In known true one-piece unitary hingeless frames, metal fatigue problems occur at the point where the ear stem meets the attachment portion near the lens due to the constant flexing. This results in an unacceptable level of breakage necessitating replacement of the frames and customer dissatisfaction with the product. Accordingly, in the present invention, the temple sections are separate from the lens attachment sections 16 and are attached thereto with welds, solder, brazing and the like. Formation of a separate joint between the two pieces of metal permits additional flexing by providing an increase in the bending radius near the overlap of the two components.
Another advantage of the present invention using a hingeless frame 10 with soldered or welded temple sections 18, 20 relates to manufacturing costs, complexity and structural integrity. In that regard, some known frames are truly a one piece frame, that is, a single piece of metal formed or stamped out that provides a continuous unitary piece of metal from temple tip to temple tip, with no assembly or attachment required (except possibly for nose pads). However, there are several disadvantages to frames manufactured in this way.
First, it is usually desirable to form a frame have components of differing gauge and cross-sectional shape. For example, the temple sections or ear stems are typically formed from material a having gauge and cross-sectional shape different from that of the front of the frame where the lens are attached. This is because the strength requirements, and flexibility requirements, not to mention aesthetic factors of these components may differ.
In that regard, in hingeless frames, the ear stems are usually thin and flexible, while the front of the frame is often thicker or wider for increased strength and stiffness. It is relatively expensive and technologically complex to manufacture a frame formed from a single continuous piece of metal that has portions of differing gauge and cross-sectional shape. Hingeless frames made in this way are necessarily more expensive and difficult to produce.
Alternatively, forming a hingeless unitary frame from one continuous piece of metal having a uniform gauge and cross-sectional shape may result in a fragile and/or economically undesirable frame. In that regard, if the entire frame, and in particular, the front portion of the frame, is made from a selected gauge of metal that is sufficiently strong or stiff to provide proper support for the lens, such a stiff gauge of metal may be unsuitable for forming the ear stems, which must be very flexible in a hingeless frame design. On the other hand, if the entire frame is made from a selected gauge of metal that is sufficiently resilient and flexible for use as the ear stems, then the front portion or lens attachment portion may not be sufficiently strong or stiff.
In one specific embodiment of the present invention, the frame 10 may also include nose pads 24 operatively coupled to the bridge portion 14 (
Distal ends 28, 30 of each temple section 18, 20 include a tip 32, 34, which may be formed in a bulbous, oblong or teardrop shape. The tips 32, 34 may also be spherical, however any enlarged shape may be used. Each tip is preferable made of metal and is also welded or soldered to the respective temple section 18, 20 to create a continuous electrical pathway along the entire frame 10. Thus, the entire frame 10 is electrically conductive from the first temple tip, through the body 12, to the second temple tip, with no non-metallic components separating the components.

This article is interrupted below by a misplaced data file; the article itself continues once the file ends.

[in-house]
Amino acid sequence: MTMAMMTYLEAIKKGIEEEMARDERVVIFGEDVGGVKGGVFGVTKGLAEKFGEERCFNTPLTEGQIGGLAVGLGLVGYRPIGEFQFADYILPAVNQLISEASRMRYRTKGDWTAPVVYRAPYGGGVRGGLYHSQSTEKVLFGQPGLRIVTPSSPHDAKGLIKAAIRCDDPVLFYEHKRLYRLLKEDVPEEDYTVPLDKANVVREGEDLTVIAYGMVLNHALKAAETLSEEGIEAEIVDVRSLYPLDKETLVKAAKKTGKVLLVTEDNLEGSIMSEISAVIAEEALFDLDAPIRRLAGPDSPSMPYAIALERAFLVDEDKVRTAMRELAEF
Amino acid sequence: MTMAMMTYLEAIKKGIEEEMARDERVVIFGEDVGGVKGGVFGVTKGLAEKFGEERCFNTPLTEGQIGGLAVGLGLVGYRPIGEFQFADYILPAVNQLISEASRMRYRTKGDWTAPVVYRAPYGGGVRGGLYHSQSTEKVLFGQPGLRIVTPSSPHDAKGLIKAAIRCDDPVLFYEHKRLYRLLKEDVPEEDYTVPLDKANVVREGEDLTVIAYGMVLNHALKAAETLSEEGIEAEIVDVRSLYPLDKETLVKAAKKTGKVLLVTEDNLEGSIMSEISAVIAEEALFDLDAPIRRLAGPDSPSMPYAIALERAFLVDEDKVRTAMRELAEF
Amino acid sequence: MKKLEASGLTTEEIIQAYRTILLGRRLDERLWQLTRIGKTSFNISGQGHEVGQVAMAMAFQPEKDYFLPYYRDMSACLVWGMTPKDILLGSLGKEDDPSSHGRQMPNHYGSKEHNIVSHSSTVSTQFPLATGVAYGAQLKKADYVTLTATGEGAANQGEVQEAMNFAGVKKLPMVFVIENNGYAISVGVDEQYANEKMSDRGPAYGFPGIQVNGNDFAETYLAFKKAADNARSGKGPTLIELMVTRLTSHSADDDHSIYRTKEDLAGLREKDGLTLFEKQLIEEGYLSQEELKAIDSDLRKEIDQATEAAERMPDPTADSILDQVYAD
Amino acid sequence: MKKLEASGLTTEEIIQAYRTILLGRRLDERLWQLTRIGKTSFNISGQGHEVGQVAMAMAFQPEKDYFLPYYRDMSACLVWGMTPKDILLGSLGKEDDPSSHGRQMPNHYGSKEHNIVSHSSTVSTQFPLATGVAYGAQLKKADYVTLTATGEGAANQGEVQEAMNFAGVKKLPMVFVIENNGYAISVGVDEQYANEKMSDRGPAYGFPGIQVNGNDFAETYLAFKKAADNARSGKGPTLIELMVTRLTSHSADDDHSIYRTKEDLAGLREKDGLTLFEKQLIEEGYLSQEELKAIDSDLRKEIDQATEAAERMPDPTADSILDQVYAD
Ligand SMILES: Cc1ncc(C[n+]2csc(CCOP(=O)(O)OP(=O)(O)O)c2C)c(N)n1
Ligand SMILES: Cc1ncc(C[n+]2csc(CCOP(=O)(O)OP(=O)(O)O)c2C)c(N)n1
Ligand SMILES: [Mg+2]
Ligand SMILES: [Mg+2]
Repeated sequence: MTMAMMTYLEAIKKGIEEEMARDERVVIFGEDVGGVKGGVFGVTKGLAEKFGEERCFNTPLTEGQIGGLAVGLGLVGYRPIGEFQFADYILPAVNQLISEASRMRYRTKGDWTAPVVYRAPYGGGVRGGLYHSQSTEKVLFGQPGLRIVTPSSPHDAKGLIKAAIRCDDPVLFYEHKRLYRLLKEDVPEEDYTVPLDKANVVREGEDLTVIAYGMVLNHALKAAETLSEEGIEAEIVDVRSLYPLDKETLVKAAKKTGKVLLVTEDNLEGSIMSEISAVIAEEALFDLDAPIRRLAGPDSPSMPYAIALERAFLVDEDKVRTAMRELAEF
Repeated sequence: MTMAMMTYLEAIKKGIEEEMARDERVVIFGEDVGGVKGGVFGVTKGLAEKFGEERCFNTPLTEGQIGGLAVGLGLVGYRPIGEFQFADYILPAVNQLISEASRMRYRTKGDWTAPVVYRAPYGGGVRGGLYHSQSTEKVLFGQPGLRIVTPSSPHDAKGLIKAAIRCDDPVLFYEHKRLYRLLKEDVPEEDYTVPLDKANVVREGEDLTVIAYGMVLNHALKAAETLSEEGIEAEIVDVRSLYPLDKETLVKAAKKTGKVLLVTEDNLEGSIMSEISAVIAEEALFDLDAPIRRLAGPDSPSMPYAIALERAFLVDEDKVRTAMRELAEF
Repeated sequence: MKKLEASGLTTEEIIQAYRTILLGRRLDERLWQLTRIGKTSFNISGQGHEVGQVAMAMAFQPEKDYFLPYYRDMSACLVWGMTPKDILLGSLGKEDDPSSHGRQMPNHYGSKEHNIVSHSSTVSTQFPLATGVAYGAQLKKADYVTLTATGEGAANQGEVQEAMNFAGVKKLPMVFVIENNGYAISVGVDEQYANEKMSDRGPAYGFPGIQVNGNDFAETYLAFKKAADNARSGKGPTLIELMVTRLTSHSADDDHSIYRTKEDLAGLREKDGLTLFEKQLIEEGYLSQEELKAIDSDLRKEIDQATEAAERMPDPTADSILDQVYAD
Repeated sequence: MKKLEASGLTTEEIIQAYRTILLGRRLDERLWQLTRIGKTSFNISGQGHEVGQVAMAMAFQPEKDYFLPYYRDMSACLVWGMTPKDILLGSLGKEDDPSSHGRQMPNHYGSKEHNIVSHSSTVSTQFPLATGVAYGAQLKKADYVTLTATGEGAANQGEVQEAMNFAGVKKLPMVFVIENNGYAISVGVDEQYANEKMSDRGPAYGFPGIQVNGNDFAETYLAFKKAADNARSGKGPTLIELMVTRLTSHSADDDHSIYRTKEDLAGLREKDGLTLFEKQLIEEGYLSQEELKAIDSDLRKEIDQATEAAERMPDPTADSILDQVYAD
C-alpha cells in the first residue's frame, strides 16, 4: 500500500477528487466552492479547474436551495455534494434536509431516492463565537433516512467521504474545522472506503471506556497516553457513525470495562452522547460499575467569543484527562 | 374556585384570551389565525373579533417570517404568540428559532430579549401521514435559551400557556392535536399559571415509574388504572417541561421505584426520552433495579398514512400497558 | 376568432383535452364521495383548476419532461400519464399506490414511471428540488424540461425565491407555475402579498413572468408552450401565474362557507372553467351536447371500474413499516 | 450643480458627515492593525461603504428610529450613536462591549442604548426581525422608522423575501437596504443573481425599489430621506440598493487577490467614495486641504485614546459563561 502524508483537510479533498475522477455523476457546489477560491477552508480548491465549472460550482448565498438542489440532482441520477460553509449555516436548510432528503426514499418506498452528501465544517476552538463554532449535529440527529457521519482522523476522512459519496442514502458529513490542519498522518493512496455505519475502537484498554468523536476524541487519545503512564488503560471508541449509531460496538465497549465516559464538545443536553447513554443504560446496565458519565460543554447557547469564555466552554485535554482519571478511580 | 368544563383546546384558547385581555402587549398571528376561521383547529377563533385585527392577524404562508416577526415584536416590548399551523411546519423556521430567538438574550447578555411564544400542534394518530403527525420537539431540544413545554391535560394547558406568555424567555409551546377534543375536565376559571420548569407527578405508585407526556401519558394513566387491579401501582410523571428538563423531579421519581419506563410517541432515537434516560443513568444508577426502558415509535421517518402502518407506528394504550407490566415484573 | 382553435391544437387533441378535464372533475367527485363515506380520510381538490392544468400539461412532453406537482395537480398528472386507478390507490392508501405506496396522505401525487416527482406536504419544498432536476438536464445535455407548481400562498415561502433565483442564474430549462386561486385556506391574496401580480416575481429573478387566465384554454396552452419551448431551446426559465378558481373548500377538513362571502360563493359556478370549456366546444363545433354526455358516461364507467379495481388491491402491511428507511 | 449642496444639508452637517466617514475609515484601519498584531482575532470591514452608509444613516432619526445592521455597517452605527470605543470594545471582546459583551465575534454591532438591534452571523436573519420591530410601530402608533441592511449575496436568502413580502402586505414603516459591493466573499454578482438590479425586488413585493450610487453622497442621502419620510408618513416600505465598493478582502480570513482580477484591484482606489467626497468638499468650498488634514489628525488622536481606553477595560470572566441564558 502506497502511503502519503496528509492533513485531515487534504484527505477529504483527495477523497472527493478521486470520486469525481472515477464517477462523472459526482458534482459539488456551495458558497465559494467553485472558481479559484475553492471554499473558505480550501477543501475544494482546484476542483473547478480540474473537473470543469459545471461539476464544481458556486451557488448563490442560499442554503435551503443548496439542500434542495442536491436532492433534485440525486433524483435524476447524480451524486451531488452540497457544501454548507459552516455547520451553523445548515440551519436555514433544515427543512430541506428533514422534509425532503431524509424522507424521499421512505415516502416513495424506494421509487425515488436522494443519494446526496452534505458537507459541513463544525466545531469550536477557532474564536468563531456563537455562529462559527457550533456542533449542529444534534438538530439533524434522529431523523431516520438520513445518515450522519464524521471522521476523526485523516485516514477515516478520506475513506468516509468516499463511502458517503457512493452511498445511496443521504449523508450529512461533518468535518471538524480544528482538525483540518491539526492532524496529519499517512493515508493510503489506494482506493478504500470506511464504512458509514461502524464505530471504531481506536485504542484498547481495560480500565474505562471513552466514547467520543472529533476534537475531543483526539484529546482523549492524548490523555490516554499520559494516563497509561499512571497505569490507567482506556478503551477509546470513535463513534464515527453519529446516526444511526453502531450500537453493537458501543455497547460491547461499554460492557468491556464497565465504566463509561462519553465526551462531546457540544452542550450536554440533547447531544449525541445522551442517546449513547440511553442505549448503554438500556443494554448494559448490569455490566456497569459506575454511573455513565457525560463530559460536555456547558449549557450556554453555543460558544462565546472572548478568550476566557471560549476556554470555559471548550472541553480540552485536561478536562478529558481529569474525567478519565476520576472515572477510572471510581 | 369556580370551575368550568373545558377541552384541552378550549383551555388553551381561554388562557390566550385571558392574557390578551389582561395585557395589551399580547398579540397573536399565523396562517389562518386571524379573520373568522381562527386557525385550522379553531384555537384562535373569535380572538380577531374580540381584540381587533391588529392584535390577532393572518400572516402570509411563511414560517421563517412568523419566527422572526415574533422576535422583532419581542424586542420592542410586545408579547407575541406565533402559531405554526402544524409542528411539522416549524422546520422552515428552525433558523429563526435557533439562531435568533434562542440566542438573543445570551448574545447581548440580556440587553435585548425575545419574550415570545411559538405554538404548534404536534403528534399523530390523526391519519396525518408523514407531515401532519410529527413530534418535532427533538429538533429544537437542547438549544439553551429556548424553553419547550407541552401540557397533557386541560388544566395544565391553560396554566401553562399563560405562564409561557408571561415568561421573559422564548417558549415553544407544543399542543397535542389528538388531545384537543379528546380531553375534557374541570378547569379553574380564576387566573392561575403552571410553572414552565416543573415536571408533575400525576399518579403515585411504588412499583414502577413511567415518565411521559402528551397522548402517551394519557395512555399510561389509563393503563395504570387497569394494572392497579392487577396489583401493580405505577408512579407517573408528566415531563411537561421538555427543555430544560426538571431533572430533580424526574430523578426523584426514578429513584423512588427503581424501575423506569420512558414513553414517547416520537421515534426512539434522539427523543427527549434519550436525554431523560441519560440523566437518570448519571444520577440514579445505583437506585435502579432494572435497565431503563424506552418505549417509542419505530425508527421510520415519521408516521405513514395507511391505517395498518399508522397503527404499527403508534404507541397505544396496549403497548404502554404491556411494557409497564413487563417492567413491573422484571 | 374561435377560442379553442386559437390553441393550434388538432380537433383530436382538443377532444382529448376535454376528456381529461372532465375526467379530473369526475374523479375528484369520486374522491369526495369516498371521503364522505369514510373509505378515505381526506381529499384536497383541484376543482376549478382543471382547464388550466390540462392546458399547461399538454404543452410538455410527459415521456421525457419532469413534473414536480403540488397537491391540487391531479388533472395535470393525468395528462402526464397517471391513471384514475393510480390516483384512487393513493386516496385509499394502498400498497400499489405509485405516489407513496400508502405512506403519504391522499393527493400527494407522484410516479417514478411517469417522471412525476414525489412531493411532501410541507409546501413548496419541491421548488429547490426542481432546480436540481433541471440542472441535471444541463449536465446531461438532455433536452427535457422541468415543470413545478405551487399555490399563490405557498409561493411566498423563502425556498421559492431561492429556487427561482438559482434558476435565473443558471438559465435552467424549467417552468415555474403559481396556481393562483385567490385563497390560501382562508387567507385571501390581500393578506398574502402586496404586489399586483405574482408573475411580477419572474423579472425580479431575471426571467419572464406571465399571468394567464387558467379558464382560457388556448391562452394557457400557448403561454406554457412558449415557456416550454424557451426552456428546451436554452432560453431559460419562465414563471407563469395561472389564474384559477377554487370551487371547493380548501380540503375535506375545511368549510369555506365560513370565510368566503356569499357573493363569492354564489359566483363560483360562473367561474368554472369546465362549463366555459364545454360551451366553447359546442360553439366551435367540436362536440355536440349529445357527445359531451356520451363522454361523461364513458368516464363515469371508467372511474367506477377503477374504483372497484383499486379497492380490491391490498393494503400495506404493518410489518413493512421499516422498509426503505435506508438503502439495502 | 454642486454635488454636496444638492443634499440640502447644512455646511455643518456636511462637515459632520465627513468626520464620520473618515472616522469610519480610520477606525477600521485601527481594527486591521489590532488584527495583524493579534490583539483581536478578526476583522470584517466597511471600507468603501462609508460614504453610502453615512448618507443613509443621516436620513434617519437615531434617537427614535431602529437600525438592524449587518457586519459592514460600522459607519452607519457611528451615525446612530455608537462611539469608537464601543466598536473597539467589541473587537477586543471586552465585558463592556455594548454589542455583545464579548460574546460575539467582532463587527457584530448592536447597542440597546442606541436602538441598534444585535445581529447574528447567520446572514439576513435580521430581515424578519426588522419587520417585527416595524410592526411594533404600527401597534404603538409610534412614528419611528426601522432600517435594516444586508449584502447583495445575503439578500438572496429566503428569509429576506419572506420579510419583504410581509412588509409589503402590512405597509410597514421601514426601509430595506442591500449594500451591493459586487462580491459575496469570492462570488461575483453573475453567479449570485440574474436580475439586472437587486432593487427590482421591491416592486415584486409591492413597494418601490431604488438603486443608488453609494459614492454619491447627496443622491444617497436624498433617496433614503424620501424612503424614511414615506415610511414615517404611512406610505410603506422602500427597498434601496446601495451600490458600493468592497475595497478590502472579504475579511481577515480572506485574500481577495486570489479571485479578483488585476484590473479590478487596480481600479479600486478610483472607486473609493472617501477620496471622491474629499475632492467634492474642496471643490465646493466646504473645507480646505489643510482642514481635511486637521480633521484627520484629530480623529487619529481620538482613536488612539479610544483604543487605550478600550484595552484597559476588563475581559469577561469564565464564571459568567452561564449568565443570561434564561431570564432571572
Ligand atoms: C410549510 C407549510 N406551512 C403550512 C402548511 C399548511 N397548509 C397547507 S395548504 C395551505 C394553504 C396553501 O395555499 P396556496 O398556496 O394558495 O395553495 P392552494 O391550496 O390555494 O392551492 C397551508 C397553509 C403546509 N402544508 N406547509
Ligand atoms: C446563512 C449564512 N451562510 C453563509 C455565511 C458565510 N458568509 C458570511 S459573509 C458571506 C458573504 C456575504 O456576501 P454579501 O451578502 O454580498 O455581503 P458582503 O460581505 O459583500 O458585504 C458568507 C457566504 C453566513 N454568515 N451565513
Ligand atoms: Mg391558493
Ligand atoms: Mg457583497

In one specific embodiment, a portion of the temple sections 18, 20, may be coated with a thin covering 40, 42 for user comfort. Preferably, the covering 40, 42 is made of plastic, acrylic, polyurethane, or another similar material to protect the metal from corrosion caused by perspiration. The coating may extend from the distal ends 28, 30 of the temple sections, but do not cover any portion of the tips 32, 34, to an approximate midpoint 36, 38 of the temple sections.
The frame 10 is constructed entirely of metal, unlike known hingeless frames that generally contain at least some plastic or other non-conducting components. Although the optional plastic coating is certainly non-conducting, it does not form a structural part of the frame. Preferably, the frame 10 is made of stainless steel, aluminum, titanium, nickel silver, copper, brass, or alloys thereof. Because the body 12, lens attachment segments 16, temple sections 18, 20, nose pads 24, and temple section tips 32, 24 all are formed of metal, the frame 10 provides an uninterrupted electrical conductor. Such an all-metal construction ensures its sturdiness, but remains sufficiently lightweight to wear comfortably. The all-metal frame 10 also resists wear.
In one specific embodiment, lenses 44 are operatively coupled to the lens attachment segments of the frame 10, to form eyeglasses or sunglasses. Both the lenses 44 and the lens attachment segments 16 may include apertures 46 for receiving fasteners 48. Suitable fasteners may include, but are not limited to, screws, bolts, pins and the like, as is known. The lenses 44 may be made of plastic, glass, or other similar known materials.
While the invention has been described in connection with certain embodiments, it should be understood that it is not intended to limit the invention to these particular embodiments. To the contrary, it is intended to cover all alternatives, modifications, and equivalents falling within the spirit and scope of the invention.
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|U.S. Classification||351/103, 16/228, 351/153|
|International Classification||G02C5/00, G02C5/16, G02C1/04, G02C1/02|
|Cooperative Classification||G02C5/00, Y10T16/526, G02C5/2272, G02C1/02, G02C5/16|
|European Classification||G02C5/22H, G02C5/00, G02C1/02, G02C5/16|
|Mar 12, 2008||AS||Assignment|
Owner name: TRADEMARK LICENSING CORPORATION, CALIFORNIA
Free format text: ASSIGNMENT OF ASSIGNORS INTEREST;ASSIGNOR:STEEGE, CATHERINE L., TRUSTEE OF THE CHAPTER II BANKRUPTCY ESTATES OF QT, INC., Q-RAY COMPANY AND QUE T. PARK;REEL/FRAME:020638/0684
Effective date: 20071221
|Dec 21, 2009||REMI||Maintenance fee reminder mailed|
|May 16, 2010||LAPS||Lapse for failure to pay maintenance fees|
|Jul 6, 2010||FP||Expired due to failure to pay maintenance fee|
Effective date: 20100516